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I understand the concept behind Divide and Conquer, making one problem into sub problems and then merging the solutions together. However, from looking at a past paper a question has occured where it asks how 2^11 can be found using Divide and Conquer, I'm just confused how finding a power can be divided into sub problems =/

pow(2, 11) = 2 * pow(2, 5) * pow(2, 5)

pow(2, 5) = 2 * pow(2, 2) * pow(2,2)

pow(2, 2) = pow(2, 1) * pow(2, 1)

pow(2, 1) = 2

would this be correct?

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  • $\begingroup$ Other than $pow(2, 0)$ being $0$ that seems correct. $\endgroup$ – Tom van der Zanden Jan 2 '15 at 15:04
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The algorithm relies on two facts:

  • If $n$ is even, $n=2k$, we have $a^n = a^{2k}=a^ka^k = a^{n/2}a^{n/2} = (a^{n/2})^2$
  • If $n$ is odd, $n=2k+1$, we have $a^n=a^{2k+1}=a^1a^{2k}=a(a^ka^k)=a(a^{(n-1)/2})^2$

In other words, we have $$ a^n=\begin{cases} (a^{\lfloor n/2 \rfloor})^2 &\text{if $n$ is even}\\ a(a^{\lfloor n/2 \rfloor})^2 &\text{if $n$ is odd} \end{cases} $$ You've computed $pow(a, n)$ by changing it to a problem involving an instance of the half-sized problem $pow(a, n/2)$ along with a squaring and possibly a multiplication by $a$.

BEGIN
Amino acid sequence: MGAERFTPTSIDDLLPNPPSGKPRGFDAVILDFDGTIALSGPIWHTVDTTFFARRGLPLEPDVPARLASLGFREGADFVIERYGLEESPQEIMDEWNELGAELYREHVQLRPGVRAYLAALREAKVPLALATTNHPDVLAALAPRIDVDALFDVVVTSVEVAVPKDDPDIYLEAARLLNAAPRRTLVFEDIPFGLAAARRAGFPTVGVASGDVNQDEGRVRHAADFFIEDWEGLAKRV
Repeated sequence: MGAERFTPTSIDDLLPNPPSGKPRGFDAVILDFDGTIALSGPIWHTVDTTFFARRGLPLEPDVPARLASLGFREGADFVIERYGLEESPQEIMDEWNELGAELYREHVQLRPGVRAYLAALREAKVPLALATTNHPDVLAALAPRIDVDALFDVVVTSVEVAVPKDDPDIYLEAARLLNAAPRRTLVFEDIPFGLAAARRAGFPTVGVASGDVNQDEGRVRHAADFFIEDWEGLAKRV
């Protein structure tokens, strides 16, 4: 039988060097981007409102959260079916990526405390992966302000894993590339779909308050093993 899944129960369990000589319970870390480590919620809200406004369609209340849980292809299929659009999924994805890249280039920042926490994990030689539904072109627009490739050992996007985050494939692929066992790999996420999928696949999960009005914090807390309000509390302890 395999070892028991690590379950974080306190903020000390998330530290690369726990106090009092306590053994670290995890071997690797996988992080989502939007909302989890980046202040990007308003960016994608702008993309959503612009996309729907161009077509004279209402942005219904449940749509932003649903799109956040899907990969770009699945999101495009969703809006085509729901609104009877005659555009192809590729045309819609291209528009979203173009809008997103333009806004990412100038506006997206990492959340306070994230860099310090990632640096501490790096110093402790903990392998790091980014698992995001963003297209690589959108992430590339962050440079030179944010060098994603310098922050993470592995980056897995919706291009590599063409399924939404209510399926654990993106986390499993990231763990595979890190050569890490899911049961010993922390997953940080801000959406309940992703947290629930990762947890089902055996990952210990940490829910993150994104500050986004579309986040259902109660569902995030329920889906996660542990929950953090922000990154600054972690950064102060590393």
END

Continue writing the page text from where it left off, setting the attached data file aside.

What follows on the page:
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  • $\begingroup$ so is what I done correct, your answer seems very mathematical :P $\endgroup$ – user26090 Jan 2 '15 at 19:13
  • $\begingroup$ Yes, what you did was correct. My response was tailored to your sentence, "I'm just confused how finding a power can be divided into sub problems." The essential part of my response was in the last sentence. $\endgroup$ – Rick Decker Jan 2 '15 at 19:18
  • $\begingroup$ ah thank you very much. Is there many ways this question can be asked? just worried incase it's asked in another way e.g. not finding a power but is there typical problems that i can attempt to practise $\endgroup$ – user26090 Jan 2 '15 at 21:51
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    $\begingroup$ @user26090. There are tons of problems that can be solved by breaking a big problem into one or more smaller ones. For example, suppose you had a sorted list of numbers and needed to find whether or not a number was in the list. A fast way would be to compare your number with the middle one in the list: if the two are equal, you can stop; if your number was less than the middle number, you'd search in the left half-list; if your number was larger than the middle number, search for it in the right half-list. This is known as binary search and is much faster than walking through the list. $\endgroup$ – Rick Decker Jan 2 '15 at 22:20

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